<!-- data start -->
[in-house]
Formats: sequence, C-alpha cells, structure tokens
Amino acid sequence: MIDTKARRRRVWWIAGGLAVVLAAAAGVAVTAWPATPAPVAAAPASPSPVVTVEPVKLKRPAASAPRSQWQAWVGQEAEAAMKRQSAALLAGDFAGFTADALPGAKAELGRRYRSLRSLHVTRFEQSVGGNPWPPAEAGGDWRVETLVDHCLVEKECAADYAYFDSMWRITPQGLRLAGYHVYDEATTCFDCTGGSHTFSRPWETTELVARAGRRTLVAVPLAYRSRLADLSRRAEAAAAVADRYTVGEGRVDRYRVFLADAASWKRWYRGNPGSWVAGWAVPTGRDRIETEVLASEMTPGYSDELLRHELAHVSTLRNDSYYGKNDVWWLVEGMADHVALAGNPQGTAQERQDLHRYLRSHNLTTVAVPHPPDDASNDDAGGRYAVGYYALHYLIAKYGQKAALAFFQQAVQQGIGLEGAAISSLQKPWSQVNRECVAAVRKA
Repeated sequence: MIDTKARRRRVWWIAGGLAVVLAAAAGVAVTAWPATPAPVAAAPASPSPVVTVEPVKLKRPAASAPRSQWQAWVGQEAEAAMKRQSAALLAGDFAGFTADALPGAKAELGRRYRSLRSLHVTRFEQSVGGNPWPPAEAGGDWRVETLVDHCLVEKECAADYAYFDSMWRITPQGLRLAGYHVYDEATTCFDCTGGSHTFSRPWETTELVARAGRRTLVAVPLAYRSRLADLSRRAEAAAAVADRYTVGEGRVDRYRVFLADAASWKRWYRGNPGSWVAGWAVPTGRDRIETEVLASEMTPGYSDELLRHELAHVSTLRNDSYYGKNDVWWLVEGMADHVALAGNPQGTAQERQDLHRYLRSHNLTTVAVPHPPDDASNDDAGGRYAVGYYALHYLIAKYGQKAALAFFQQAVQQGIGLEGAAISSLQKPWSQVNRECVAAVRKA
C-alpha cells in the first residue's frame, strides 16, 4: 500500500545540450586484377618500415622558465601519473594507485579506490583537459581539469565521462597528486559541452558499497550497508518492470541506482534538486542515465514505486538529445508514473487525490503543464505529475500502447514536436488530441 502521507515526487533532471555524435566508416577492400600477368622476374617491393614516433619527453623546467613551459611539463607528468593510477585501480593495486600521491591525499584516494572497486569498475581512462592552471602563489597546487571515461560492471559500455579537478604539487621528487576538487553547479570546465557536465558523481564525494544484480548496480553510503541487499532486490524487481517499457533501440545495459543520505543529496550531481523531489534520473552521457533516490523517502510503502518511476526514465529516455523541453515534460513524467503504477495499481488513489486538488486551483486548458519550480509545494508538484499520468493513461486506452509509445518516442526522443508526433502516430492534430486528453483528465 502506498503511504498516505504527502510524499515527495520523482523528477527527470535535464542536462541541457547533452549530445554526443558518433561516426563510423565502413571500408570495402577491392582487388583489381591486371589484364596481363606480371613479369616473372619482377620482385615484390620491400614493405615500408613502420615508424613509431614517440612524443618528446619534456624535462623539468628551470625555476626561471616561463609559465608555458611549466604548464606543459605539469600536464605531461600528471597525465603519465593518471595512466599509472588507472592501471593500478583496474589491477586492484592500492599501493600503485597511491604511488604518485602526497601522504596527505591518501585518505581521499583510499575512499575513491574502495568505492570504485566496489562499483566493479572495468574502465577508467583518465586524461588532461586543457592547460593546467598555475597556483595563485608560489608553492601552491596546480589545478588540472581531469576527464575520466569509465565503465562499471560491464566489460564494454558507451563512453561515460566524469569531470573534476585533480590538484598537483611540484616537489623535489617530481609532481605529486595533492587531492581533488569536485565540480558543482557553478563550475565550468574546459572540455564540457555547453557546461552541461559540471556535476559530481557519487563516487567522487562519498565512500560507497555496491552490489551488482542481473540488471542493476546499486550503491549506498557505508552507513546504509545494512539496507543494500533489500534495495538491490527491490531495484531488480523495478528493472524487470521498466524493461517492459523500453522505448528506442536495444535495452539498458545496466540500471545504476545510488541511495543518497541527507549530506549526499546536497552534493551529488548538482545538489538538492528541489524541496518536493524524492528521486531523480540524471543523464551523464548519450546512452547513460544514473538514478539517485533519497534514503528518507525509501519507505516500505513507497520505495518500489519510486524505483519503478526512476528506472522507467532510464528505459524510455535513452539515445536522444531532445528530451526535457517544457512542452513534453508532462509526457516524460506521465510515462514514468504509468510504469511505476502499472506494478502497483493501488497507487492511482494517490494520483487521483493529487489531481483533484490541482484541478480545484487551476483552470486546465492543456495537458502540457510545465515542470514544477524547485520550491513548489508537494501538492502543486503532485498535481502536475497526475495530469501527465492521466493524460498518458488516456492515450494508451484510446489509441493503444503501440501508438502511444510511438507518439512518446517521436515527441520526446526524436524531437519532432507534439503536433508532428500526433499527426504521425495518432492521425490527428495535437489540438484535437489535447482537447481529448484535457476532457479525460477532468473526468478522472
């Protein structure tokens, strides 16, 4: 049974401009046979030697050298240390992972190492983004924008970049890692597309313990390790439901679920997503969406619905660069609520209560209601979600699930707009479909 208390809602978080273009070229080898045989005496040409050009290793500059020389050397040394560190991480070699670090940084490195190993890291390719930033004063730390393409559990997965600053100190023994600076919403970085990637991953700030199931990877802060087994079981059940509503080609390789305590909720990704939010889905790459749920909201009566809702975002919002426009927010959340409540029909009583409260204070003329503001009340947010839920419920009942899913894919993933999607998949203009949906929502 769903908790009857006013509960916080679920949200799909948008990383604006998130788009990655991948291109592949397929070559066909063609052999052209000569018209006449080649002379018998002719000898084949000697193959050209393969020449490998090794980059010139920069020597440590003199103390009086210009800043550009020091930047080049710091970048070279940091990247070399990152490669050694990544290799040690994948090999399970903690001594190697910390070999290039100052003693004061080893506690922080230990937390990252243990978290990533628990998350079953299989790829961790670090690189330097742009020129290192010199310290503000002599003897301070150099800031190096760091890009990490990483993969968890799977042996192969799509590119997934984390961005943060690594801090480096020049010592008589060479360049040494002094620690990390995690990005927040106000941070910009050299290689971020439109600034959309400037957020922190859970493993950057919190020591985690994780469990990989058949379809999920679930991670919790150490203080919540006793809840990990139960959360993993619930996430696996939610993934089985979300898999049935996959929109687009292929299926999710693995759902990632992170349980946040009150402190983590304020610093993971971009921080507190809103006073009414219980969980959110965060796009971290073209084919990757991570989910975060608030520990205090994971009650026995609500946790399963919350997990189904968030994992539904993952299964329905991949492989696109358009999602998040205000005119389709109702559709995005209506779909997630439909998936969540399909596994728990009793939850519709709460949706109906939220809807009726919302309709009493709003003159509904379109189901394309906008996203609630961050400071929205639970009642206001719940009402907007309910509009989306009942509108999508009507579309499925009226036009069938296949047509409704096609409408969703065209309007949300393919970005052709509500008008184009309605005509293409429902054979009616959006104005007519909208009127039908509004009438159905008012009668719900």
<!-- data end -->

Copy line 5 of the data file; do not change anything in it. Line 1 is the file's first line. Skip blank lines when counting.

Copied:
C-alpha cells in the first residue's frame, strides 16, 4: 500500500545540450586484377618500415622558465601519473594507485579506490583537459581539469565521462597528486559541452558499497550497508518492470541506482534538486542515465514505486538529445508514473487525490503543464505529475500502447514536436488530441 502521507515526487533532471555524435566508416577492400600477368622476374617491393614516433619527453623546467613551459611539463607528468593510477585501480593495486600521491591525499584516494572497486569498475581512462592552471602563489597546487571515461560492471559500455579537478604539487621528487576538487553547479570546465557536465558523481564525494544484480548496480553510503541487499532486490524487481517499457533501440545495459543520505543529496550531481523531489534520473552521457533516490523517502510503502518511476526514465529516455523541453515534460513524467503504477495499481488513489486538488486551483486548458519550480509545494508538484499520468493513461486506452509509445518516442526522443508526433502516430492534430486528453483528465 502506498503511504498516505504527502510524499515527495520523482523528477527527470535535464542536462541541457547533452549530445554526443558518433561516426563510423565502413571500408570495402577491392582487388583489381591486371589484364596481363606480371613479369616473372619482377620482385615484390620491400614493405615500408613502420615508424613509431614517440612524443618528446619534456624535462623539468628551470625555476626561471616561463609559465608555458611549466604548464606543459605539469600536464605531461600528471597525465603519465593518471595512466599509472588507472592501471593500478583496474589491477586492484592500492599501493600503485597511491604511488604518485602526497601522504596527505591518501585518505581521499583510499575512499575513491574502495568505492570504485566496489562499483566493479572495468574502465577508467583518465586524461588532461586543457592547460593546467598555475597556483595563485608560489608553492601552491596546480589545478588540472581531469576527464575520466569509465565503465562499471560491464566489460564494454558507451563512453561515460566524469569531470573534476585533480590538484598537483611540484616537489623535489617530481609532481605529486595533492587531492581533488569536485565540480558543482557553478563550475565550468574546459572540455564540457555547453557546461552541461559540471556535476559530481557519487563516487567522487562519498565512500560507497555496491552490489551488482542481473540488471542493476546499486550503491549506498557505508552507513546504509545494512539496507543494500533489500534495495538491490527491490531495484531488480523495478528493472524487470521498466524493461517492459523500453522505448528506442536495444535495452539498458545496466540500471545504476545510488541511495543518497541527507549530506549526499546536497552534493551529488548538482545538489538538492528541489524541496518536493524524492528521486531523480540524471543523464551523464548519450546512452547513460544514473538514478539517485533519497534514503528518507525509501519507505516500505513507497520505495518500489519510486524505483519503478526512476528506472522507467532510464528505459524510455535513452539515445536522444531532445528530451526535457517544457512542452513534453508532462509526457516524460506521465510515462514514468504509468510504469511505476502499472506494478502497483493501488497507487492511482494517490494520483487521483493529487489531481483533484490541482484541478480545484487551476483552470486546465492543456495537458502540457510545465515542470514544477524547485520550491513548489508537494501538492502543486503532485498535481502536475497526475495530469501527465492521466493524460498518458488516456492515450494508451484510446489509441493503444503501440501508438502511444510511438507518439512518446517521436515527441520526446526524436524531437519532432507534439503536433508532428500526433499527426504521425495518432492521425490527428495535437489540438484535437489535447482537447481529448484535457476532457479525460477532468473526468478522472